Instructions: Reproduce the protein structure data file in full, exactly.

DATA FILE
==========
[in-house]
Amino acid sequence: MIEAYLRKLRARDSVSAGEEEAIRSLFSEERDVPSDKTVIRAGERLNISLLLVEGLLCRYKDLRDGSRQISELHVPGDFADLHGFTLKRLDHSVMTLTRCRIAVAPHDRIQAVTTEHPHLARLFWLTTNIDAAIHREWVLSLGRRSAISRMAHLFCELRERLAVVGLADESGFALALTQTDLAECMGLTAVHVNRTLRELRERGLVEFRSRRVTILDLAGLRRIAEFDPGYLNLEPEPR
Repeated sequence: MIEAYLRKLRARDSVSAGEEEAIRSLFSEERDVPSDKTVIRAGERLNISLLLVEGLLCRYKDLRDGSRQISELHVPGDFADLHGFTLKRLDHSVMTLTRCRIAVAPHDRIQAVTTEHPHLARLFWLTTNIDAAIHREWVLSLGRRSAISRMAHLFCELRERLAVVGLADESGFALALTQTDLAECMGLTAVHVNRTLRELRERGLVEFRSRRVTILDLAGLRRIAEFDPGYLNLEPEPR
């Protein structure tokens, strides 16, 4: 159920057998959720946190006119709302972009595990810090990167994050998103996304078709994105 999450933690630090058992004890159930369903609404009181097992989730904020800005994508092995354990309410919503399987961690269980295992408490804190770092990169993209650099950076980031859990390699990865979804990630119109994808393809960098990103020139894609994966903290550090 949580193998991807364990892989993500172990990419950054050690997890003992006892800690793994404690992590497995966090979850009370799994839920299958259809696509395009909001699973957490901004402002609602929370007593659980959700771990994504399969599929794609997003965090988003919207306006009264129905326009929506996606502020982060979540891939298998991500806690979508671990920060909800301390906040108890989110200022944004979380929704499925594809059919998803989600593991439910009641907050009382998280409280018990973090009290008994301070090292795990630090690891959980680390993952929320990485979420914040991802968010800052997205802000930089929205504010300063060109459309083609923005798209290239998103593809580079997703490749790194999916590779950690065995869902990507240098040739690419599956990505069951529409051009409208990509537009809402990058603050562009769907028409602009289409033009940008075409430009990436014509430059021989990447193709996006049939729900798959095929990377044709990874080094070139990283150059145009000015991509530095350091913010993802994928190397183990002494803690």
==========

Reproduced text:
[in-house]
Amino acid sequence: MIEAYLRKLRARDSVSAGEEEAIRSLFSEERDVPSDKTVIRAGERLNISLLLVEGLLCRYKDLRDGSRQISELHVPGDFADLHGFTLKRLDHSVMTLTRCRIAVAPHDRIQAVTTEHPHLARLFWLTTNIDAAIHREWVLSLGRRSAISRMAHLFCELRERLAVVGLADESGFALALTQTDLAECMGLTAVHVNRTLRELRERGLVEFRSRRVTILDLAGLRRIAEFDPGYLNLEPEPR
Repeated sequence: MIEAYLRKLRARDSVSAGEEEAIRSLFSEERDVPSDKTVIRAGERLNISLLLVEGLLCRYKDLRDGSRQISELHVPGDFADLHGFTLKRLDHSVMTLTRCRIAVAPHDRIQAVTTEHPHLARLFWLTTNIDAAIHREWVLSLGRRSAISRMAHLFCELRERLAVVGLADESGFALALTQTDLAECMGLTAVHVNRTLRELRERGLVEFRSRRVTILDLAGLRRIAEFDPGYLNLEPEPR
């Protein structure tokens, strides 16, 4: 159920057998959720946190006119709302972009595990810090990167994050998103996304078709994105 999450933690630090058992004890159930369903609404009181097992989730904020800005994508092995354990309410919503399987961690269980295992408490804190770092990169993209650099950076980031859990390699990865979804990630119109994808393809960098990103020139894609994966903290550090 949580193998991807364990892989993500172990990419950054050690997890003992006892800690793994404690992590497995966090979850009370799994839920299958259809696509395009909001699973957490901004402002609602929370007593659980959700771990994504399969599929794609997003965090988003919207306006009264129905326009929506996606502020982060979540891939298998991500806690979508671990920060909800301390906040108890989110200022944004979380929704499925594809059919998803989600593991439910009641907050009382998280409280018990973090009290008994301070090292795990630090690891959980680390993952929320990485979420914040991802968010800052997205802000930089929205504010300063060109459309083609923005798209290239998103593809580079997703490749790194999916590779950690065995869902990507240098040739690419599956990505069951529409051009409208990509537009809402990058603050562009769907028409602009289409033009940008075409430009990436014509430059021989990447193709996006049939729900798959095929990377044709990874080094070139990283150059145009000015991509530095350091913010993802994928190397183990002494803690």